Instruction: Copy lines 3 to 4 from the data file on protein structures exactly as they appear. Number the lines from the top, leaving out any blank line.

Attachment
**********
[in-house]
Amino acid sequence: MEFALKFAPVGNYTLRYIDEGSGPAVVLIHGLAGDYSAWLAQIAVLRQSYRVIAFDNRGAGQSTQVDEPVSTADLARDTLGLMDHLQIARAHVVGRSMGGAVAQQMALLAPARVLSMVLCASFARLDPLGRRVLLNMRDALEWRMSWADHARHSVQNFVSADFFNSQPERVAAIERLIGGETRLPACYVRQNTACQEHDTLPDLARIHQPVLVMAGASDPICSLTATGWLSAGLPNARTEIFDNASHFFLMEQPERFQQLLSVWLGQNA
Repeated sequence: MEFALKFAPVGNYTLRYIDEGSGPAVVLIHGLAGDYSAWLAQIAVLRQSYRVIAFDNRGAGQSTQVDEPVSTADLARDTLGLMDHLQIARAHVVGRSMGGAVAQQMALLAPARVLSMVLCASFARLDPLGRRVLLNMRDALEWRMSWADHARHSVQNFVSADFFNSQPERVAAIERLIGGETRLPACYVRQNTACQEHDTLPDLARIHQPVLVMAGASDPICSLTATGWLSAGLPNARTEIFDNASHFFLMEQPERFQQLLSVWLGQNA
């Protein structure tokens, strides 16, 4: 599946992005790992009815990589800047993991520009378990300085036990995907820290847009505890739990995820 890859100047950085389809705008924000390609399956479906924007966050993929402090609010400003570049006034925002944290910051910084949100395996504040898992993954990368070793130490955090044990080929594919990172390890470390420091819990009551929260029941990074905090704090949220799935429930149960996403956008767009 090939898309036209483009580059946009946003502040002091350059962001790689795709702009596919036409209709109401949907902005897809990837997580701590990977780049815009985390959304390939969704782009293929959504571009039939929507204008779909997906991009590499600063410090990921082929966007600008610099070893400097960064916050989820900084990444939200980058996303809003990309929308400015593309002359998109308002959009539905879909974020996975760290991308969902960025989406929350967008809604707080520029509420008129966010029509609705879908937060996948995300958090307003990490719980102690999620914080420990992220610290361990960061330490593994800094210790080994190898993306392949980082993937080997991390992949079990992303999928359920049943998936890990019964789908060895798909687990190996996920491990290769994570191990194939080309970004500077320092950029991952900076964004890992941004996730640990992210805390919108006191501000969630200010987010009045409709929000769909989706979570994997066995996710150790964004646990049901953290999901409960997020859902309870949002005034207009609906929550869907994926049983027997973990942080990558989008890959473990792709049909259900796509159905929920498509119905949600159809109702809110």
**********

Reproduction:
Repeated sequence: MEFALKFAPVGNYTLRYIDEGSGPAVVLIHGLAGDYSAWLAQIAVLRQSYRVIAFDNRGAGQSTQVDEPVSTADLARDTLGLMDHLQIARAHVVGRSMGGAVAQQMALLAPARVLSMVLCASFARLDPLGRRVLLNMRDALEWRMSWADHARHSVQNFVSADFFNSQPERVAAIERLIGGETRLPACYVRQNTACQEHDTLPDLARIHQPVLVMAGASDPICSLTATGWLSAGLPNARTEIFDNASHFFLMEQPERFQQLLSVWLGQNA
């Protein structure tokens, strides 16, 4: 599946992005790992009815990589800047993991520009378990300085036990995907820290847009505890739990995820 890859100047950085389809705008924000390609399956479906924007966050993929402090609010400003570049006034925002944290910051910084949100395996504040898992993954990368070793130490955090044990080929594919990172390890470390420091819990009551929260029941990074905090704090949220799935429930149960996403956008767009 090939898309036209483009580059946009946003502040002091350059962001790689795709702009596919036409209709109401949907902005897809990837997580701590990977780049815009985390959304390939969704782009293929959504571009039939929507204008779909997906991009590499600063410090990921082929966007600008610099070893400097960064916050989820900084990444939200980058996303809003990309929308400015593309002359998109308002959009539905879909974020996975760290991308969902960025989406929350967008809604707080520029509420008129966010029509609705879908937060996948995300958090307003990490719980102690999620914080420990992220610290361990960061330490593994800094210790080994190898993306392949980082993937080997991390992949079990992303999928359920049943998936890990019964789908060895798909687990190996996920491990290769994570191990194939080309970004500077320092950029991952900076964004890992941004996730640990992210805390919108006191501000969630200010987010009045409709929000769909989706979570994997066995996710150790964004646990049901953290999901409960997020859902309870949002005034207009609906929550869907994926049983027997973990942080990558989008890959473990792709049909259900796509159905929920498509119905949600159809109702809110």